It’s time to write and enforce a digital bill of rights

Last Call

MarcfreyThe internet is a technology breakthrough that has the power to change everything: The way we communicate, the way we interact with each other, the way we do business and even the way we think.

Yet with all it offers, there is no enforceable ethical or legal framework that protects individuals. Most thinking and writing on the matter is focused on technological prowess as we blindly admire its constant growth and growing influence; but not enough has been documented and agreed upon regarding how we should harness its power while curbing its capacity for harm.

For example: Equifax, one of three major consumer credit reporting agencies, did not ask private citizens permission to collect their data. Yet the firm made money off this data, and when it was recently hacked, 143 million U.S. consumers were left to worry about their online footprints. Ironically, one of Equifax’s services is personal data protection.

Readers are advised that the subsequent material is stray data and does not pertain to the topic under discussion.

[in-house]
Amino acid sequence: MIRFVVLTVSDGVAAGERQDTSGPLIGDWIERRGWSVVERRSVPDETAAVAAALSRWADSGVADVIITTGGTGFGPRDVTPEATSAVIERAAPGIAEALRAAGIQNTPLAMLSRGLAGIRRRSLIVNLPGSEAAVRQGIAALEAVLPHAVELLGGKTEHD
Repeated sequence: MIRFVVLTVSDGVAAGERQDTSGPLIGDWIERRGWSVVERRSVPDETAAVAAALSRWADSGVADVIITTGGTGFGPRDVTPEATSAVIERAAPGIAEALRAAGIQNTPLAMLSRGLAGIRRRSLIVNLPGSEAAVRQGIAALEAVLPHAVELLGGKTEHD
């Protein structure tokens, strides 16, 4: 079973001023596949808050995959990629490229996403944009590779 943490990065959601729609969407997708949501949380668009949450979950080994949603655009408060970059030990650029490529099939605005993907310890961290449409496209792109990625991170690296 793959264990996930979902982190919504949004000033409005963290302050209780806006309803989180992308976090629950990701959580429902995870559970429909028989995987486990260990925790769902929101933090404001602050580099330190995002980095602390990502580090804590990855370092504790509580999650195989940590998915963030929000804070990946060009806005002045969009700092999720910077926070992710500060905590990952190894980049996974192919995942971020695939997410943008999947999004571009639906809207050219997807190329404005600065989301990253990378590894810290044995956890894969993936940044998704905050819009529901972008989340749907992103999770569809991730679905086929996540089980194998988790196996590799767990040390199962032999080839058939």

Technology continues to accelerate. We’ll soon belong to a new ecosystem that links devices, systems, data and people, often referred to as the Internet of Things, or IoT. For illustration purposes, think of applications like Amazon Echo, refrigerators that keep count on how many beers you had, self-driving cars and medical devices that keep track of data, just to name a few. The IoT has the ability to advance society, but with that ability comes great risk of abuse.

In the old world, if the brakes on a car failed due to a manufacturer's default, it was clear who would bear the responsibility. In the future, who’s to blame when a self-driving car gets in an accident due to a hacked traffic system?

Giant companies have emerged in the internet age, but it is unclear if and how they protect our privacy, prevent fake news from clogging our brains, thwart foreign powers from influencing elections, etc. An ethical and legal framework is needed to safeguard us from abuse by companies that do business online.

The implications run deep: privacy, the ability to trust companies and institutions, knowing that data is not being misused, the certainty that we aren’t being spied on, and the ability to get clear and true information. These are fundamental parts of what make America a free country. Otherwise, we’ll watch as the term “private citizen” loses meaning and “free will” becomes an outdated expression.


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